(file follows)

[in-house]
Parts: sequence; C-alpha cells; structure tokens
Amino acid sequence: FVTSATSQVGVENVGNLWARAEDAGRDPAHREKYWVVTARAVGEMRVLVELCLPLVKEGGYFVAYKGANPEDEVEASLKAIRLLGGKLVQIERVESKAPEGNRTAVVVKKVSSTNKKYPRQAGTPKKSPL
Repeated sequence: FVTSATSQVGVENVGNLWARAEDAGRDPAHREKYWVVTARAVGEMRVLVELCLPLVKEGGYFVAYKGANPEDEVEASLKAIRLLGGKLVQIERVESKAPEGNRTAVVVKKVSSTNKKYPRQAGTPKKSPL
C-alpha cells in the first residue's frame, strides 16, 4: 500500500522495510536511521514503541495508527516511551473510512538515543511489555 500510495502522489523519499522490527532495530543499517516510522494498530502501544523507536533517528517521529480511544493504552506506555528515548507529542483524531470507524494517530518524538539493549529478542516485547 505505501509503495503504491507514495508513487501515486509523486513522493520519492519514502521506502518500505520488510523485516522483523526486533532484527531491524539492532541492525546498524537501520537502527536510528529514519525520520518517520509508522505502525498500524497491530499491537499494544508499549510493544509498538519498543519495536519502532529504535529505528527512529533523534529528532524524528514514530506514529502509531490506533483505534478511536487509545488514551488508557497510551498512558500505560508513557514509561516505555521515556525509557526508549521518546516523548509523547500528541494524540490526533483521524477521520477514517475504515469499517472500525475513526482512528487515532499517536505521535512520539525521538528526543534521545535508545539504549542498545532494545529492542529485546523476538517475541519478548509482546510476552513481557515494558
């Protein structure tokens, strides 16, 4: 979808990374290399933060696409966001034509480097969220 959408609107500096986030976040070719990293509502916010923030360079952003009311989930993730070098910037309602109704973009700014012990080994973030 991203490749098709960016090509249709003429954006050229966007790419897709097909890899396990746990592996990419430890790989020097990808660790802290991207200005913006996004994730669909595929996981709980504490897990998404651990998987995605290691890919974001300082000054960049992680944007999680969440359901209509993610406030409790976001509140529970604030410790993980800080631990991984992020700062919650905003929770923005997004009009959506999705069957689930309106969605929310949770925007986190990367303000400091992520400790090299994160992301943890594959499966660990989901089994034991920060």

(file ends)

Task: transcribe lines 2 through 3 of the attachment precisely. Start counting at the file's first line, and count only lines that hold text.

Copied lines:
Parts: sequence; C-alpha cells; structure tokens
Amino acid sequence: FVTSATSQVGVENVGNLWARAEDAGRDPAHREKYWVVTARAVGEMRVLVELCLPLVKEGGYFVAYKGANPEDEVEASLKAIRLLGGKLVQIERVESKAPEGNRTAVVVKKVSSTNKKYPRQAGTPKKSPL